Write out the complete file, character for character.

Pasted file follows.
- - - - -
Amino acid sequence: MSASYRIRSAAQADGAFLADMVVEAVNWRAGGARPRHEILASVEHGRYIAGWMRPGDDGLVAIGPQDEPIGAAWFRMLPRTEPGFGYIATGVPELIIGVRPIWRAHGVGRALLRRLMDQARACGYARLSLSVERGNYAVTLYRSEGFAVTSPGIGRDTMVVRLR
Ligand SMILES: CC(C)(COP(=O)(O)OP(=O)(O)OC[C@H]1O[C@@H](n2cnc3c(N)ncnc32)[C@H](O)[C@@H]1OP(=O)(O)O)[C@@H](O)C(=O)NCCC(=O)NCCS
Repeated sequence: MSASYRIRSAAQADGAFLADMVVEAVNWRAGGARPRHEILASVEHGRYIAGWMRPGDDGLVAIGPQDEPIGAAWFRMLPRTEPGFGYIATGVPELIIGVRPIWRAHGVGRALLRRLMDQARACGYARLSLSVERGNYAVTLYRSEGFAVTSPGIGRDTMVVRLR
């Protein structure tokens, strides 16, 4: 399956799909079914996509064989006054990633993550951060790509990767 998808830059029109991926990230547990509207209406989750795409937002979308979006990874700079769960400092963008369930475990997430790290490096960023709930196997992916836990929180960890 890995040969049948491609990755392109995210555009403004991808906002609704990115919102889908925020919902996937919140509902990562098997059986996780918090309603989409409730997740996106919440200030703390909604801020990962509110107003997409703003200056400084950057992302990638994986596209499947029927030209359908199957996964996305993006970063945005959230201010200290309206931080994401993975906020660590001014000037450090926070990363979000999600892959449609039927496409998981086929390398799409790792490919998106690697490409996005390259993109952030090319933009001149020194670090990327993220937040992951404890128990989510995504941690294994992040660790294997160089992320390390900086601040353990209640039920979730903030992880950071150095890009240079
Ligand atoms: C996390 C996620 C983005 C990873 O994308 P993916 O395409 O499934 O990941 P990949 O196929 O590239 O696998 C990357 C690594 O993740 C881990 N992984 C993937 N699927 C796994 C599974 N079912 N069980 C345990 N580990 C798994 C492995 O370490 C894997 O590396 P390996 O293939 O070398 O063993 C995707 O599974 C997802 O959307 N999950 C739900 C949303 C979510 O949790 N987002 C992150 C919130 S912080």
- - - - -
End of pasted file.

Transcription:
Amino acid sequence: MSASYRIRSAAQADGAFLADMVVEAVNWRAGGARPRHEILASVEHGRYIAGWMRPGDDGLVAIGPQDEPIGAAWFRMLPRTEPGFGYIATGVPELIIGVRPIWRAHGVGRALLRRLMDQARACGYARLSLSVERGNYAVTLYRSEGFAVTSPGIGRDTMVVRLR
Ligand SMILES: CC(C)(COP(=O)(O)OP(=O)(O)OC[C@H]1O[C@@H](n2cnc3c(N)ncnc32)[C@H](O)[C@@H]1OP(=O)(O)O)[C@@H](O)C(=O)NCCC(=O)NCCS
Repeated sequence: MSASYRIRSAAQADGAFLADMVVEAVNWRAGGARPRHEILASVEHGRYIAGWMRPGDDGLVAIGPQDEPIGAAWFRMLPRTEPGFGYIATGVPELIIGVRPIWRAHGVGRALLRRLMDQARACGYARLSLSVERGNYAVTLYRSEGFAVTSPGIGRDTMVVRLR
């Protein structure tokens, strides 16, 4: 399956799909079914996509064989006054990633993550951060790509990767 998808830059029109991926990230547990509207209406989750795409937002979308979006990874700079769960400092963008369930475990997430790290490096960023709930196997992916836990929180960890 890995040969049948491609990755392109995210555009403004991808906002609704990115919102889908925020919902996937919140509902990562098997059986996780918090309603989409409730997740996106919440200030703390909604801020990962509110107003997409703003200056400084950057992302990638994986596209499947029927030209359908199957996964996305993006970063945005959230201010200290309206931080994401993975906020660590001014000037450090926070990363979000999600892959449609039927496409998981086929390398799409790792490919998106690697490409996005390259993109952030090319933009001149020194670090990327993220937040992951404890128990989510995504941690294994992040660790294997160089992320390390900086601040353990209640039920979730903030992880950071150095890009240079
Ligand atoms: C996390 C996620 C983005 C990873 O994308 P993916 O395409 O499934 O990941 P990949 O196929 O590239 O696998 C990357 C690594 O993740 C881990 N992984 C993937 N699927 C796994 C599974 N079912 N069980 C345990 N580990 C798994 C492995 O370490 C894997 O590396 P390996 O293939 O070398 O063993 C995707 O599974 C997802 O959307 N999950 C739900 C949303 C979510 O949790 N987002 C992150 C919130 S912080």